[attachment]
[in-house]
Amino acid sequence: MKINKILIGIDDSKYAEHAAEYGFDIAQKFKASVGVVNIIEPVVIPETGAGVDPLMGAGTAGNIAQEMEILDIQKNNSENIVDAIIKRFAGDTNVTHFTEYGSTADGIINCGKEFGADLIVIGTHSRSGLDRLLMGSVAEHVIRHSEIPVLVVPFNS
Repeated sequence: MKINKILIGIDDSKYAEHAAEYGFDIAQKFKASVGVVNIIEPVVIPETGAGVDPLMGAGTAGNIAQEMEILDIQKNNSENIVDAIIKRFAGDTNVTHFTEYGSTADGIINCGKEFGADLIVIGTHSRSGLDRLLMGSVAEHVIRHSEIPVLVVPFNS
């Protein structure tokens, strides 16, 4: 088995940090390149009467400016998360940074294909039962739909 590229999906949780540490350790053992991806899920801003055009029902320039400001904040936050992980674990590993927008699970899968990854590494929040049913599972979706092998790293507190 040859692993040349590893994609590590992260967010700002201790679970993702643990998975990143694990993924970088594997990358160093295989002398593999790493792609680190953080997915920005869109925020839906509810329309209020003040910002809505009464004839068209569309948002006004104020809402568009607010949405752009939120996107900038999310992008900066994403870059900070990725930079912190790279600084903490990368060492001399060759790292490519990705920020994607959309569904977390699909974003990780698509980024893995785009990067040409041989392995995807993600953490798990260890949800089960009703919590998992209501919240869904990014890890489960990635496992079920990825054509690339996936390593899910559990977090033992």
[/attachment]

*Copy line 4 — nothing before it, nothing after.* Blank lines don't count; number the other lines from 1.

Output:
């Protein structure tokens, strides 16, 4: 088995940090390149009467400016998360940074294909039962739909 590229999906949780540490350790053992991806899920801003055009029902320039400001904040936050992980674990590993927008699970899968990854590494929040049913599972979706092998790293507190 040859692993040349590893994609590590992260967010700002201790679970993702643990998975990143694990993924970088594997990358160093295989002398593999790493792609680190953080997915920005869109925020839906509810329309209020003040910002809505009464004839068209569309948002006004104020809402568009607010949405752009939120996107900038999310992008900066994403870059900070990725930079912190790279600084903490990368060492001399060759790292490519990705920020994607959309569904977390699909974003990780698509980024893995785009990067040409041989392995995807993600953490798990260890949800089960009703919590998992209501919240869904990014890890489960990635496992079920990825054509690339996936390593899910559990977090033992």